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thedrifter
03-19-07, 04:31 PM
Feeling lucky, not heroic: Marine home after stint in Iraq
By ELAINE ALLEGRINI
SouthofBoston.com

WHITMAN - Marine Cpl. Fred Gilmetti Jr. says he is no hero even though the scar on his chin, the Purple Heart and the ribbons indicate otherwise.

‘‘I don’t consider myself a hero,’’ Gilmetti, 35, said during a visit home last week. ‘‘I’m just a Marine who did his job and got lucky. The real heroes are the eight Marines in my battalion that we lost.’’

As he was speaking, the doorbell at his father’s home rang. At the door was a local businessman; he gave Gilmetti a fruit basket and a hearty ‘‘thank you’’ for his service to the country.

Tomorrow is the fourth anniversary of the day the United States invaded Iraq to topple the regime of Saddam Hussein.

Gilmetti said the war on terrorism may never end, but the people in Iraq want to get on with their lives.

‘‘They just want to be free,’’ he said.

Gilmetti suffered a gunshot wound in the chin in January. He suffered a hairline jaw fracture and lost a tooth and a piece of bone in his chin, but he returned to his unit after surgery at a military hospital in northern Iraq.

Gilmetti, a rifleman by training, was serving with the 2nd Battalion, 8th Marine RCT5, 2nd Marine Division, 2nd Marine Expeditionary Force, and driving a Humvee, searching for insurgents, when he was hit.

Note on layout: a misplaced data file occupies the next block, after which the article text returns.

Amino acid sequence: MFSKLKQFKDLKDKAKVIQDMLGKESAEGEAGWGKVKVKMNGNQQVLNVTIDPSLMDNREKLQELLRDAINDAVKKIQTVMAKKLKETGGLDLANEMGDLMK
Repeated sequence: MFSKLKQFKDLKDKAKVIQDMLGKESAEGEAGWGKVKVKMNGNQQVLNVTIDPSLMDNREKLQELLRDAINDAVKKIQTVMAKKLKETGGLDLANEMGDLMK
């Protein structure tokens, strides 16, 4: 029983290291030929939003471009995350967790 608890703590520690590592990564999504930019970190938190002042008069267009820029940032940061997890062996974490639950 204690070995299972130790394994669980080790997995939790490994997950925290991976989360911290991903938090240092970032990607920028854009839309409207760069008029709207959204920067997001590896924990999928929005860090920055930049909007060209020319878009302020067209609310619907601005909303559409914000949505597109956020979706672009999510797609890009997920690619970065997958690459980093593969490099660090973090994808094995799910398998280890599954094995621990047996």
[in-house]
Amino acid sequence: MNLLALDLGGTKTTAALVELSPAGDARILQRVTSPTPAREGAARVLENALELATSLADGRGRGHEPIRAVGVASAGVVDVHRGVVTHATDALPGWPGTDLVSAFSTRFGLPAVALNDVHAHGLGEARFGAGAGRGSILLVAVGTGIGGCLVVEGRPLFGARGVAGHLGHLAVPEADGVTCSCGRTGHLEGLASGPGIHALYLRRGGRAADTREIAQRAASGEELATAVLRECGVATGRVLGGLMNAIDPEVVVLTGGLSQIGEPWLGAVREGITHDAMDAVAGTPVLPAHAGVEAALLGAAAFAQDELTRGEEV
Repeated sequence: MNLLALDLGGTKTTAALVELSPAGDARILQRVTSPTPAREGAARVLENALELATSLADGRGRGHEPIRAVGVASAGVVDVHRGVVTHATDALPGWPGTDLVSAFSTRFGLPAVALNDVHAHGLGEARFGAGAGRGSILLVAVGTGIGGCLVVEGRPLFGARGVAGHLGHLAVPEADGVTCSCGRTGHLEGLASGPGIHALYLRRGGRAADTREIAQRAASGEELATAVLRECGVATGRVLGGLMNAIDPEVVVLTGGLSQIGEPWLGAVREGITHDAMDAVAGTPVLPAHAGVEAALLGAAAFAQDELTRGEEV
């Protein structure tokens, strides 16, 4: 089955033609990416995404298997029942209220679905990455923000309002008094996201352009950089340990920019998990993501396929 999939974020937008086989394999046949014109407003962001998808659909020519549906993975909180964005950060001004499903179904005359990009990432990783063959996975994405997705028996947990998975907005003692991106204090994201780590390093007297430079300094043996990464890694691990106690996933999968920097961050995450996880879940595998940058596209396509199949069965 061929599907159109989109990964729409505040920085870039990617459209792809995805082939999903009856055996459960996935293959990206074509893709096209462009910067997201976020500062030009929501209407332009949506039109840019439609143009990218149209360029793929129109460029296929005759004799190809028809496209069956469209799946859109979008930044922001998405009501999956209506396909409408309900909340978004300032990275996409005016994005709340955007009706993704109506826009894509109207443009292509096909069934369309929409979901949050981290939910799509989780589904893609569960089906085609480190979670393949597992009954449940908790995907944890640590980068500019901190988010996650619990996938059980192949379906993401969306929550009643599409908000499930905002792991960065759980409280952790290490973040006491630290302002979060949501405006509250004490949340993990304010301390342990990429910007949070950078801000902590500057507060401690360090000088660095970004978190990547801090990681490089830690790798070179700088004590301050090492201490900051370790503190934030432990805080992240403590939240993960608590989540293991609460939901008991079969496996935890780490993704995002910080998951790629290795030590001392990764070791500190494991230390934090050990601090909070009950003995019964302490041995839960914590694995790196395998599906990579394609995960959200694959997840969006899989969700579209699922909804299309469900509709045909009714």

‘‘I was close to going home, but I wanted to go back with the guys,’’ said Gilmetti, who spent his last two months in Iraq on limited duty and sporting a goatee - approved by the military - because he was unable to shave while his injury healed.

It was his second tour in Iraq, and his second injury. He suffered a concussion during an assignment on a Navy ship.

‘‘After two close calls, it was time to get out,’’ said the now clean-shaven Gilmetti.

As he prepared for his final leg of military service and more training, Gilmetti said he will return to Iraq if asked, but he is happy to be back in the U.S.

Although he is not ready to commit regarding his views of the war, Gilmetti said he is an American who is moved by the national anthem and military aircraft flying overhead, and is proud to serve his country as a Marine, as his father and older brother did. ‘‘The American people are behind you either way,’’ he said.

Ellie